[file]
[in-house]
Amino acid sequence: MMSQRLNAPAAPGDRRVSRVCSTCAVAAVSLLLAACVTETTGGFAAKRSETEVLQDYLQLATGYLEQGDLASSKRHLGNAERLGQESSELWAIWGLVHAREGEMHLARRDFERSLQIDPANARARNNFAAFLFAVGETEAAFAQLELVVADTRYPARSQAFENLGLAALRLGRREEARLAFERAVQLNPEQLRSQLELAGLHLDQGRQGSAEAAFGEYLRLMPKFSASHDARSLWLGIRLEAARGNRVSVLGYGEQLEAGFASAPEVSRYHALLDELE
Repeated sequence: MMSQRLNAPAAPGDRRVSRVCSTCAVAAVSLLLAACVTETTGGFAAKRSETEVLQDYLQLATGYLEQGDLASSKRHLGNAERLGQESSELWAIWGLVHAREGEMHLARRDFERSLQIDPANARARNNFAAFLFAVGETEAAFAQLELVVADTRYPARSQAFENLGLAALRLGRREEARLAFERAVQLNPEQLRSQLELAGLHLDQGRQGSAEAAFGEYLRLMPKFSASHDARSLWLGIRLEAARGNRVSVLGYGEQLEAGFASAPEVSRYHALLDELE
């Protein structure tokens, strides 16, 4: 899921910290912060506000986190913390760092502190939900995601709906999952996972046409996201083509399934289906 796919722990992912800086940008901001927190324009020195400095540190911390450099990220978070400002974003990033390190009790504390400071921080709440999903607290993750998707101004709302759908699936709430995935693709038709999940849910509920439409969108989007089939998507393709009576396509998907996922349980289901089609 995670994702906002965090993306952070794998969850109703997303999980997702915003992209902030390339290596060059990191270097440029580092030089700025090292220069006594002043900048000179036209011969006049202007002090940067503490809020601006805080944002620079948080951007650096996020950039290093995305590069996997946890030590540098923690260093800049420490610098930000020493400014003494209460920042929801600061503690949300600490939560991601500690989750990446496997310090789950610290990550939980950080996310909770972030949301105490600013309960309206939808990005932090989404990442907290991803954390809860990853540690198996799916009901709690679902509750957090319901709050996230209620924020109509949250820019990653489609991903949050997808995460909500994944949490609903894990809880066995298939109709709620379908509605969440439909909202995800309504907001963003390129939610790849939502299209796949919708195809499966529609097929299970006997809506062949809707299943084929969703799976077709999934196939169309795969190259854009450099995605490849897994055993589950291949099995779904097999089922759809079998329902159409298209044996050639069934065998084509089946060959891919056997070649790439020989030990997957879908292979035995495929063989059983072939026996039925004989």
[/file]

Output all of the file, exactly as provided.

[in-house]
Amino acid sequence: MMSQRLNAPAAPGDRRVSRVCSTCAVAAVSLLLAACVTETTGGFAAKRSETEVLQDYLQLATGYLEQGDLASSKRHLGNAERLGQESSELWAIWGLVHAREGEMHLARRDFERSLQIDPANARARNNFAAFLFAVGETEAAFAQLELVVADTRYPARSQAFENLGLAALRLGRREEARLAFERAVQLNPEQLRSQLELAGLHLDQGRQGSAEAAFGEYLRLMPKFSASHDARSLWLGIRLEAARGNRVSVLGYGEQLEAGFASAPEVSRYHALLDELE
Repeated sequence: MMSQRLNAPAAPGDRRVSRVCSTCAVAAVSLLLAACVTETTGGFAAKRSETEVLQDYLQLATGYLEQGDLASSKRHLGNAERLGQESSELWAIWGLVHAREGEMHLARRDFERSLQIDPANARARNNFAAFLFAVGETEAAFAQLELVVADTRYPARSQAFENLGLAALRLGRREEARLAFERAVQLNPEQLRSQLELAGLHLDQGRQGSAEAAFGEYLRLMPKFSASHDARSLWLGIRLEAARGNRVSVLGYGEQLEAGFASAPEVSRYHALLDELE
């Protein structure tokens, strides 16, 4: 899921910290912060506000986190913390760092502190939900995601709906999952996972046409996201083509399934289906 796919722990992912800086940008901001927190324009020195400095540190911390450099990220978070400002974003990033390190009790504390400071921080709440999903607290993750998707101004709302759908699936709430995935693709038709999940849910509920439409969108989007089939998507393709009576396509998907996922349980289901089609 995670994702906002965090993306952070794998969850109703997303999980997702915003992209902030390339290596060059990191270097440029580092030089700025090292220069006594002043900048000179036209011969006049202007002090940067503490809020601006805080944002620079948080951007650096996020950039290093995305590069996997946890030590540098923690260093800049420490610098930000020493400014003494209460920042929801600061503690949300600490939560991601500690989750990446496997310090789950610290990550939980950080996310909770972030949301105490600013309960309206939808990005932090989404990442907290991803954390809860990853540690198996799916009901709690679902509750957090319901709050996230209620924020109509949250820019990653489609991903949050997808995460909500994944949490609903894990809880066995298939109709709620379908509605969440439909909202995800309504907001963003390129939610790849939502299209796949919708195809499966529609097929299970006997809506062949809707299943084929969703799976077709999934196939169309795969190259854009450099995605490849897994055993589950291949099995779904097999089922759809079998329902159409298209044996050639069934065998084509089946060959891919056997070649790439020989030990997957879908292979035995495929063989059983072939026996039925004989």